I think that we need to create a common repository/wiki database where we can share reverse engineered car information with a common standard, aiming at being able to automatically download a “descriptor” file that can run on an universal software.
This is not as hard as it seems; most of the data is usually extracted as the raw number, multiplied by a number, plus an offset. More complex formulas are not very common but exist and will be handled accordingly.
So, for every car, we have a page that states pinouts, bus speed, misc notes, and all the found messages. Log files can be shared and will be available for anyone to study.
Car: Renault Twizy
Bus speed: 500Kbps
– OBD connector
— Pin 6: CAN H
— Pin 14: CAN L
Battery pack temperature
Single cell voltage 1-5
0x155 BMS status (10ms)
Instantaneous battery power measured from the BMS. A negative value indicates charging, either due to regenerative braking or AC charging connection. This value can be used in conjunction with BV (0x55F) to calculate current flow. The indicated power is the total coming from the battery, power consumed by auxiliary devices is not separated from the traction power.
Example: (0x7D0-(0x97FF&0x0FFF))*16 = -752W (charging)
BMS unit status.
· 0x94 = Initialization in progress; data acquired may not be valid
· 0x54 = BMS ready
Battery state of charge.
Example: 0x6BF0/400 = 69.06%
This is just a brief example; the table may need more columns (to define if the message is read only or if we can send it to activate stuff, a method to handle bitmapped statuses, etc.) but it’s just to explain the idea. There will be a standard way to describe requests and responses, and how to handle data spanning multiple messages.
The community will help to converge to a standard way to save log files, develop tools to convert them, study their content and publish results. I have a small collection of softwares I’ve written in these years that I will make available with an open source license. Other options are:
I’ve always loved complex machines that can handle and transform huge amounts of energy to make very useful work. Among these machines, my life choices got me into the automotive field, where I’ve been working for the past 10 years. Just after school I found a job at Texa, an automotive diagnostic company, where I was writing software and reverse engineering communication protocols. My passion for efficiency and electronics made me leave that job after 5 years to pursue a career more focused on pure electric vehicles, so I joined another company where I developed power trains for EV conversions, and I even worked on a DeLorean conversion.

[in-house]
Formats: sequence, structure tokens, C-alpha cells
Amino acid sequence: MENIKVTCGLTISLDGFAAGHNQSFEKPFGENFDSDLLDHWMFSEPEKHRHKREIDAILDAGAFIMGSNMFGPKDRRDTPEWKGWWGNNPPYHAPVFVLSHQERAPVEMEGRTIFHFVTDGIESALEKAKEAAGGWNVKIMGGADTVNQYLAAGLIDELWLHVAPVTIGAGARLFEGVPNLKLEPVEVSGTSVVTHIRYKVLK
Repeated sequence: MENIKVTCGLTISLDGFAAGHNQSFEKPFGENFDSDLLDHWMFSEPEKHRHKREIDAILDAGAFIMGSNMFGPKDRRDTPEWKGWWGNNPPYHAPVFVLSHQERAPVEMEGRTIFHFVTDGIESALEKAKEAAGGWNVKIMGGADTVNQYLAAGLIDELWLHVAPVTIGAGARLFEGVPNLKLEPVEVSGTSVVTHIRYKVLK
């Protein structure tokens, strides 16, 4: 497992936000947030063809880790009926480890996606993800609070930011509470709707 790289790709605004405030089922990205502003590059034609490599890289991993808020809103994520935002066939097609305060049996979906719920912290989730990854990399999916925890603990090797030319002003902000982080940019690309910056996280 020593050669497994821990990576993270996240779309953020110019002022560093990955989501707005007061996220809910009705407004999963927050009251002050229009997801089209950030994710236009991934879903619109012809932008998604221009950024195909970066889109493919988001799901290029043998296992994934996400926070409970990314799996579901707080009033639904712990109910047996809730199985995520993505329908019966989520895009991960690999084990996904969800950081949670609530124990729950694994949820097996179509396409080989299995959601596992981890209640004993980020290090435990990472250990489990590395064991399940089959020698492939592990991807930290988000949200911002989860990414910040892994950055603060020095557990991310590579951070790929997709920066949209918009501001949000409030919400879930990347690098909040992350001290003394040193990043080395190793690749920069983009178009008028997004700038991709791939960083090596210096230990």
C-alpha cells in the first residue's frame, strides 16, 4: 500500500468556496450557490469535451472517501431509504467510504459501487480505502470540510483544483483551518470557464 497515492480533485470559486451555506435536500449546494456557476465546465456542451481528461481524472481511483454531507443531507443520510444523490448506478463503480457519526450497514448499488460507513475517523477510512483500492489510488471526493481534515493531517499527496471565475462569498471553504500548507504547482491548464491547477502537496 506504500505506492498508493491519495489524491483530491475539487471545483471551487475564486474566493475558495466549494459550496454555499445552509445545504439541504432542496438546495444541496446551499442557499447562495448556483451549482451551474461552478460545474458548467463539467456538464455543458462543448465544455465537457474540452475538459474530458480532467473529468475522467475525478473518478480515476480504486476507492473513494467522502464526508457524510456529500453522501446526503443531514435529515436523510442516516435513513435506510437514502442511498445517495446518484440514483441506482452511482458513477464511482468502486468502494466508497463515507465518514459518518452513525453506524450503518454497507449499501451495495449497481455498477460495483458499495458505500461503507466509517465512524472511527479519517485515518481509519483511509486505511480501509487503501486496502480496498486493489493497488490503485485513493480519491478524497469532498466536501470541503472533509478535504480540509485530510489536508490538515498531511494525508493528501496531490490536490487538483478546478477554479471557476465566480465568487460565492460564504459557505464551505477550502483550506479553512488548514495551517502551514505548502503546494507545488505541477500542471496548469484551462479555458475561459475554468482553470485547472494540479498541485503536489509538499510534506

While working with electric cars, I stumbled upon two very interesting open source projects: Continua a leggere →
This year’s Arduino day we left our hackerspace Crunchlab in the morning to spend the day with our friends from Trieste and help them in the opening of their hackerspace, the Mittelab. After an evening filled with Arduino and soldering workshops, I was looking at all the arduinos left from the workshop and had a dumb idea: let’s play a telephone game! So I connected all the arduinos together, loaded a simple sketch and started throwing characters at them!
The moment that every hacker has been waiting for has arrived!!! Today HackADay launched the HackADay Prize, a contest where the best product that can change the world will be awarded A FRIGGIN’ TRIP TO SPACE!
Last year I “lost”, well I wouldn’t call it losing as I scored an awesome t-shirt and got the chance to meet a lot of awesome people at the big event in Munich, but this year I’m in for the grand prize! And for that I must always be up to date with all the news about the contest, so I started to get my hands dirty and built this thing to print tweets from the HaD Prize account:
This years contest is all about green technology, so what better way to offset all that good will than printing all @hackadayprize tweets on paper?
Just kidding, I saved that printer from the dumpster and the paper I’m using would have gone to waste anyway; also, I was already using the back of the “discarded” paper to take notes!
I tried the ESP8266 modules as soon as they became available and made a few projects, but nothing to write HackADay about… Continua a leggere →
Summer is coming, and it’s time to fix a few issues in my car! First of all, the easy and fun part: my air vent had a few flaps missing, so I wanted to remake them. Easy peasy! A few minutes with a caliper and CAD, and the design was ready:I then printed the file on Crunchlab‘s 3D printer and after a few tests I got this:
This article is part of a larger project to build a multi-purpose board that can replace a Nokia 3310′s mainboard.
Well, today I started testing the analog input circuitry. As you can see, I’m soldering wires directly from resistors to the connector. The casual observer may see this as being too lazy to route a proper connector on the PCB, but it’s really a very sophisticated way to relieve stress on the connector! 😛
I also had to add a bodge flyback diode to the buzzer, as I forgot to include one… That’s the second error on the PCB: the other one is taking for granted that I could put two green LEDs in series. I’m too used to modern, super efficient LEDs, but since I’m reusing the original Nokia 12 years old LEDs, they need a bit more current and seem to have an higher forward voltage than the ones I use everyday.